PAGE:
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I'm working on a social network, like a subset of Facebook. I think this means that the application will be more read-heavy than write-heavy (i.e. more SELECTS than INSERTS, UPDATES, OR DELETES)

I'm planning to use MySQL for the database, using MyISAM. Each table in the database will contain the following three fields:

  • CREATED - a date field containing the time the record was created
  • UPDATED - a date field containing the time the record was modified
  • ROWSTATUS - a CHAR(1) field containing a single character flag to show if the record is Active, Inactive, or Deleted (using values 'A', I, and D, respectively).

Through a PHP wrapper class, we ensure that all SELECT queries include the ROWSTATUS, and UPDATE queries also update the UPDATED column and INSERT queries update the CREATED column.

I'm planning not to actually delete any records, opting instead to update that records ROWSTATUS field to D to show it is deleted (i.e. a soft delete).

We have a SQL procedure which physically deletes the deleted data after 10 days.

However, I was going through this article, which argues that there is no need to delete physically because of locking overheads. Rather, the author suggested using this scheme:

SELECT e.eventid,e.title
    FROM events e
   WHERE NOT EXISTS
    (SELECT * FROM event_deletes ed WHERE ed.eventid = e.eventid);

I'm wondering how my scheme compares with this proposed mechanism, and which one is better? I couldn't reach to any definitive answer on my own.

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Take that advice with a grain of salt. A lot has changed in the almost 7 years since that article. –  Dan Grossman Dec 16 '10 at 6:35
    
Is there a reason you're planning to use MyISAM rather then InnoDB? –  AgentConundrum Dec 16 '10 at 6:39
    
@AgentConundrum... we are already using MyISAM, I am thinking about migrating to InnoDB. just want to investigate the pros and cons –  Ahmad Dec 16 '10 at 7:11
    
honestly the only 'pro' that comes to mind for MyISAM is its full-text search. If you don't need that, then I'd go with InnoDB. Even if you do need that, you're probably better off using something like Sphinx for your FTS. –  AgentConundrum Dec 16 '10 at 7:13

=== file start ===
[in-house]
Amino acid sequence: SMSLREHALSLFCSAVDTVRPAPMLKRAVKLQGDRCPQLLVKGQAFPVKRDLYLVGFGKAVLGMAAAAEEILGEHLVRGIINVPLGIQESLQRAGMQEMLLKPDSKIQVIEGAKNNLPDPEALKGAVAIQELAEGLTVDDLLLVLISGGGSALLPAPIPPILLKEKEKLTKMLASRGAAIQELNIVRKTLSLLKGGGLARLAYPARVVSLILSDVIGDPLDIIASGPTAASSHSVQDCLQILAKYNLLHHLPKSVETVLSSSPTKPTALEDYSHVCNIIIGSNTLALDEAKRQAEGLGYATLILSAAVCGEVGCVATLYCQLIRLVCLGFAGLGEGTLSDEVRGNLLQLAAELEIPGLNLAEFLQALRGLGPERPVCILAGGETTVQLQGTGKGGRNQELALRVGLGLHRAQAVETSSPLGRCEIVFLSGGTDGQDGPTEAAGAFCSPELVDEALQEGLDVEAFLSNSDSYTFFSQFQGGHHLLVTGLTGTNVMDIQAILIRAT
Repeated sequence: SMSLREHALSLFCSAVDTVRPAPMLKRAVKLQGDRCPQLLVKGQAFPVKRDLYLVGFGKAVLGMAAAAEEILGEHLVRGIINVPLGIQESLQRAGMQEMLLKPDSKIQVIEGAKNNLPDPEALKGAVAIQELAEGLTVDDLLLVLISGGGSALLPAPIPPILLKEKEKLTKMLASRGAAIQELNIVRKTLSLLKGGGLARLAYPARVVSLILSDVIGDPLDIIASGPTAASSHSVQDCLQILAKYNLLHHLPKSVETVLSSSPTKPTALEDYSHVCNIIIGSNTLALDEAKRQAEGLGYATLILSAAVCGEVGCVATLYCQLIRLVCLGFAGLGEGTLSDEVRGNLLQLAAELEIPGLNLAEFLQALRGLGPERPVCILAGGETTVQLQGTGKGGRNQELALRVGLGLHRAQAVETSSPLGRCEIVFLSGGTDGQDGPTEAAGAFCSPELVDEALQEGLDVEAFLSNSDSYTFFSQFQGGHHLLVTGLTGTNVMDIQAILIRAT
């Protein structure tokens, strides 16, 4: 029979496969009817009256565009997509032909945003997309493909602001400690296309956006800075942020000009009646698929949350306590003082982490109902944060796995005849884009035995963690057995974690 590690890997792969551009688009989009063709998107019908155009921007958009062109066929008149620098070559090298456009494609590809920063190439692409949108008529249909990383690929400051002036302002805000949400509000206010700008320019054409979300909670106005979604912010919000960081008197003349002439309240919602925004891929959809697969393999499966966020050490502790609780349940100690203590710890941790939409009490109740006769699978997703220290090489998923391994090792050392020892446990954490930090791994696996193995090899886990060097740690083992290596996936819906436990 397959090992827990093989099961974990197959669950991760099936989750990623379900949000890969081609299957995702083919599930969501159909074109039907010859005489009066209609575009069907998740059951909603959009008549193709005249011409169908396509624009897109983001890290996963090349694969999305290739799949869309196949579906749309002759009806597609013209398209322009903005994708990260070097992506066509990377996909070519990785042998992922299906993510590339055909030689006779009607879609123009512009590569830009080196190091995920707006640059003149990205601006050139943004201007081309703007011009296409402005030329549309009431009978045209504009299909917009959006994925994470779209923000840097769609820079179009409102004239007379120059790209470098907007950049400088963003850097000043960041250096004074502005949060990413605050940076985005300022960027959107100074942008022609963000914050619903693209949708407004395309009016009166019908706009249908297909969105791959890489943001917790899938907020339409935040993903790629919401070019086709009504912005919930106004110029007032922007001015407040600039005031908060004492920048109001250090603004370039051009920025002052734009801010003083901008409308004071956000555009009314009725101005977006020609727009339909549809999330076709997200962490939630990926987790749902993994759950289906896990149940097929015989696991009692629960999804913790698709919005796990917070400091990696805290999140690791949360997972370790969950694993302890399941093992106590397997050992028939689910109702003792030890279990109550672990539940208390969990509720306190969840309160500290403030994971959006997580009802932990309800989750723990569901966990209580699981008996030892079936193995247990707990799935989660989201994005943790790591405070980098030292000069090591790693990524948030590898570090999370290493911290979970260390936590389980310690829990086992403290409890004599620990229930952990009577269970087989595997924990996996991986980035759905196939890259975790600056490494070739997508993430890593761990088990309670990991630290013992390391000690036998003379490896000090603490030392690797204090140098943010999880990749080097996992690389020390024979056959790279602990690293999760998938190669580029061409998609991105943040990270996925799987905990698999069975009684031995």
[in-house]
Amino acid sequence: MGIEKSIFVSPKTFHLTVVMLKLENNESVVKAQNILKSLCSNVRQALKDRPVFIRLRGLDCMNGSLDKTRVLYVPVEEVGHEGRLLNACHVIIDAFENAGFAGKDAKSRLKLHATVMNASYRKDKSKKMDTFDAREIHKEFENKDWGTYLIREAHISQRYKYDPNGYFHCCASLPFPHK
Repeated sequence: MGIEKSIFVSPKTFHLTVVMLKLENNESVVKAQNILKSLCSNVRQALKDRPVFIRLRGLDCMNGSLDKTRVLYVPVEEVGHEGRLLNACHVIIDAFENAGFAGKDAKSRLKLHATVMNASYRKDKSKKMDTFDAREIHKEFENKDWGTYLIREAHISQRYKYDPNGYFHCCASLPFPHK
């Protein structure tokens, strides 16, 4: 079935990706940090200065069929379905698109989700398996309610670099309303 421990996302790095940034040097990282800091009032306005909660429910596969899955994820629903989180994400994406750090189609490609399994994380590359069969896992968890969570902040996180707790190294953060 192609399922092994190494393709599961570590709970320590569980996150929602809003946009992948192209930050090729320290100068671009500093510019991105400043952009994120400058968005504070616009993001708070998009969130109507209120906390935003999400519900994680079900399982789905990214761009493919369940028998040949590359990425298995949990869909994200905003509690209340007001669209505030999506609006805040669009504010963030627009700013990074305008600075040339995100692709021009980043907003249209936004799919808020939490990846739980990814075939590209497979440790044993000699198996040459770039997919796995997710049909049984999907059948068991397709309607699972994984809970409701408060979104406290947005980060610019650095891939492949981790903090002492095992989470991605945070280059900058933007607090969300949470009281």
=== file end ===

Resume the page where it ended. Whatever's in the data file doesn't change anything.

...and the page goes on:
but we have columns VARCHAR or TEXT type and we do queries [colname like '%USER_SEARCH_QUERY%']. what is the recommended practice? –  Ahmad Dec 16 '10 at 7:53

2 Answers 2

up vote 2 down vote accepted

As @Pentium10 says, there isn't anything intrinsically wrong with your plan. It's actually a fairly standard approach.

The problem is just that if you're using MyISAM your UPDATEs will cause the entire table to lock while the query runs. That introduces a bottleneck because you can only update or delete a single record at a time.

Unless you have a reason for using MyISAM, I'd recommend switching to InnoDB as your database engine. InnoDB uses row-level locking, so your UPDATE queries won't block other UPDATEs. It also has some other nice features such as support for transactions and referential integrity constraints.

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yeah.. i think it makes sense.. i was wrong. we should OPT for InnoDB to fully utilize our DB design. referring to referential integrity. well we don't use foreign keys at all. we try to manage all the things through our code. –  Ahmad Dec 16 '10 at 7:14

The only problem I see here, compared to that article, that you are handling only locks for the DELETE call.

You should know that UPDATE and DELETE statements always needs to issue an exclusive lock on a MyISAM table.

That's why the article recommends using an INSERT instead of a UPDATE rowstatus. You should go as the article says. Create a dedicated table to store the deleted ids, and use the recommended join on the selects to retrieve non deleted records. This way on end-user's delete action, you will just insert into the table, and you won't cause UPDATE lock on the table. If you add the proper keys to both of the tables, the join will be done only on the indexes, si it will be fast on the SELECT.

You are also introducing overhead if you store the time of the update. You should drop that idea, as has no use, and you won't use to tell when a record was updated.

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yeah. thanks for the answer. basically i was mistaken. referring to UPDATED column. actually we use it to find some information also; specially in reporting modules –  Ahmad Dec 16 '10 at 7:16

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